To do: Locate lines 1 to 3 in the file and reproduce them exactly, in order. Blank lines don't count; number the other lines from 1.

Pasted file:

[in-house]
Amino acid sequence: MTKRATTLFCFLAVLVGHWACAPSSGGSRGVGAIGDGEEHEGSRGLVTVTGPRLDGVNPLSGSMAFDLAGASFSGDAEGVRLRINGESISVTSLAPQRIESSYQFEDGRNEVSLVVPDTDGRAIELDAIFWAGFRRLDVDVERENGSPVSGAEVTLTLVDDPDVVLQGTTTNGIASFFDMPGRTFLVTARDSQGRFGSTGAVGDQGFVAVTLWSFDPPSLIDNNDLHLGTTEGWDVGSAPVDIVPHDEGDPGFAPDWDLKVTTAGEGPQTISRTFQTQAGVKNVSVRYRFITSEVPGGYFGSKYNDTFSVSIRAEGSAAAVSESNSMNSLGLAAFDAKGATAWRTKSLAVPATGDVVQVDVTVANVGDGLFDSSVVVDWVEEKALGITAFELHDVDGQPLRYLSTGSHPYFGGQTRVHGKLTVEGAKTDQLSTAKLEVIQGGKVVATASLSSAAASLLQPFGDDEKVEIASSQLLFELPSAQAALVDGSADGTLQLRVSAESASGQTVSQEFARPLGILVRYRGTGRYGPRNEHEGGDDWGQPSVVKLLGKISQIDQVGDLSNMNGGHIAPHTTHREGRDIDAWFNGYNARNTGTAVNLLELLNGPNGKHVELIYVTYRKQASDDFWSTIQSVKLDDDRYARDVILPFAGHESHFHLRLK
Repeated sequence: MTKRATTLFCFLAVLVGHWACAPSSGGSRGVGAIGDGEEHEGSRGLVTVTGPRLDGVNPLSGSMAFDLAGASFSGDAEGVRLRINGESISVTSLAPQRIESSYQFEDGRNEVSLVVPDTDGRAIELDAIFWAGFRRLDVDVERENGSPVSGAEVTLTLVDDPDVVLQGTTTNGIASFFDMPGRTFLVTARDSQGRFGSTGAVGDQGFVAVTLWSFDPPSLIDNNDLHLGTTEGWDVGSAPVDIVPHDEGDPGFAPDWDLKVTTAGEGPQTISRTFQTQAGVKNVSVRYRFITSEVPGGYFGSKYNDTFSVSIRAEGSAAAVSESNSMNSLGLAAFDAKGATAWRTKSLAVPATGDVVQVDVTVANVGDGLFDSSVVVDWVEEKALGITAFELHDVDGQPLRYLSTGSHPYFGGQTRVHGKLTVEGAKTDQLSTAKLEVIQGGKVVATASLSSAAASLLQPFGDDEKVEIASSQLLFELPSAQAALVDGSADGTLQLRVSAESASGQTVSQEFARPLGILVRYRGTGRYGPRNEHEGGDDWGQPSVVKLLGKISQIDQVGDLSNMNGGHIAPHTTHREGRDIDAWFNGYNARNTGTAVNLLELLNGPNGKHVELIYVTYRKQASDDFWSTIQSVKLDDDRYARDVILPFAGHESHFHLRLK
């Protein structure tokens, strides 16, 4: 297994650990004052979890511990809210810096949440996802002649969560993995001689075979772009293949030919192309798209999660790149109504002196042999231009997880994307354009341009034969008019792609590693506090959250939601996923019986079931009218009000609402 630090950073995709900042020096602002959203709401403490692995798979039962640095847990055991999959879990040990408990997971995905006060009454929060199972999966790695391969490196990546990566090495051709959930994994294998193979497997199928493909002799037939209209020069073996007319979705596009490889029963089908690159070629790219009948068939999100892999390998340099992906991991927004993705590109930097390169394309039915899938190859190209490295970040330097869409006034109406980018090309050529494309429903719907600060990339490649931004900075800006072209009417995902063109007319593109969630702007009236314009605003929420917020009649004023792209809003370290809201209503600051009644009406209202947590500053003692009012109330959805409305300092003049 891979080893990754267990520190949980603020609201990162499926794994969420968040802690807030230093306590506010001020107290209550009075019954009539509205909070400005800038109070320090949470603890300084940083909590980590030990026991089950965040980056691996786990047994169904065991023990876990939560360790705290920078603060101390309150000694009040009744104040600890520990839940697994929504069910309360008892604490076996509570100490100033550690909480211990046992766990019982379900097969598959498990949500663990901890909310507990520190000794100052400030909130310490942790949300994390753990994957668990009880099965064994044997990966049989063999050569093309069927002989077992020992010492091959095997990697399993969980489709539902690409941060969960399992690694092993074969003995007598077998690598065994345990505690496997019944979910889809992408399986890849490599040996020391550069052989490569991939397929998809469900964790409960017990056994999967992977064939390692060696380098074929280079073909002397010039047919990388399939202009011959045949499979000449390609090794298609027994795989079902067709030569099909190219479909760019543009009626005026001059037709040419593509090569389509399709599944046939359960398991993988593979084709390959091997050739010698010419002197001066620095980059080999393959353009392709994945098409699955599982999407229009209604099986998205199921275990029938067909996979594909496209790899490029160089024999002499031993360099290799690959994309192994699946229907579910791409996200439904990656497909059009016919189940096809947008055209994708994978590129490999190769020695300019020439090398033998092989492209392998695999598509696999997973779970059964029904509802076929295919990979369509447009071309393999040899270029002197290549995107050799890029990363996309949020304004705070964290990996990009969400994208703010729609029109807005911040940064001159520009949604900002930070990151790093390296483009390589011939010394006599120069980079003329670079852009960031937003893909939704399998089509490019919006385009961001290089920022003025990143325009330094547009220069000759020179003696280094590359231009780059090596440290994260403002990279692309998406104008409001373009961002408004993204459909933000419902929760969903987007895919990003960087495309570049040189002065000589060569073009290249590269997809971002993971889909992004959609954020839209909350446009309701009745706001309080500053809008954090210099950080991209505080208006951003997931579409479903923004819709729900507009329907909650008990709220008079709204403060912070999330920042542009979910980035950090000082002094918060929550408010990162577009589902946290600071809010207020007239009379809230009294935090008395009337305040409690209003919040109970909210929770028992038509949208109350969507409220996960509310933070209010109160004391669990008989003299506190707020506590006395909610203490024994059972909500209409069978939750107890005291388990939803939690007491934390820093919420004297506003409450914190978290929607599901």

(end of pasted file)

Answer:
[in-house]
Amino acid sequence: MTKRATTLFCFLAVLVGHWACAPSSGGSRGVGAIGDGEEHEGSRGLVTVTGPRLDGVNPLSGSMAFDLAGASFSGDAEGVRLRINGESISVTSLAPQRIESSYQFEDGRNEVSLVVPDTDGRAIELDAIFWAGFRRLDVDVERENGSPVSGAEVTLTLVDDPDVVLQGTTTNGIASFFDMPGRTFLVTARDSQGRFGSTGAVGDQGFVAVTLWSFDPPSLIDNNDLHLGTTEGWDVGSAPVDIVPHDEGDPGFAPDWDLKVTTAGEGPQTISRTFQTQAGVKNVSVRYRFITSEVPGGYFGSKYNDTFSVSIRAEGSAAAVSESNSMNSLGLAAFDAKGATAWRTKSLAVPATGDVVQVDVTVANVGDGLFDSSVVVDWVEEKALGITAFELHDVDGQPLRYLSTGSHPYFGGQTRVHGKLTVEGAKTDQLSTAKLEVIQGGKVVATASLSSAAASLLQPFGDDEKVEIASSQLLFELPSAQAALVDGSADGTLQLRVSAESASGQTVSQEFARPLGILVRYRGTGRYGPRNEHEGGDDWGQPSVVKLLGKISQIDQVGDLSNMNGGHIAPHTTHREGRDIDAWFNGYNARNTGTAVNLLELLNGPNGKHVELIYVTYRKQASDDFWSTIQSVKLDDDRYARDVILPFAGHESHFHLRLK
Repeated sequence: MTKRATTLFCFLAVLVGHWACAPSSGGSRGVGAIGDGEEHEGSRGLVTVTGPRLDGVNPLSGSMAFDLAGASFSGDAEGVRLRINGESISVTSLAPQRIESSYQFEDGRNEVSLVVPDTDGRAIELDAIFWAGFRRLDVDVERENGSPVSGAEVTLTLVDDPDVVLQGTTTNGIASFFDMPGRTFLVTARDSQGRFGSTGAVGDQGFVAVTLWSFDPPSLIDNNDLHLGTTEGWDVGSAPVDIVPHDEGDPGFAPDWDLKVTTAGEGPQTISRTFQTQAGVKNVSVRYRFITSEVPGGYFGSKYNDTFSVSIRAEGSAAAVSESNSMNSLGLAAFDAKGATAWRTKSLAVPATGDVVQVDVTVANVGDGLFDSSVVVDWVEEKALGITAFELHDVDGQPLRYLSTGSHPYFGGQTRVHGKLTVEGAKTDQLSTAKLEVIQGGKVVATASLSSAAASLLQPFGDDEKVEIASSQLLFELPSAQAALVDGSADGTLQLRVSAESASGQTVSQEFARPLGILVRYRGTGRYGPRNEHEGGDDWGQPSVVKLLGKISQIDQVGDLSNMNGGHIAPHTTHREGRDIDAWFNGYNARNTGTAVNLLELLNGPNGKHVELIYVTYRKQASDDFWSTIQSVKLDDDRYARDVILPFAGHESHFHLRLK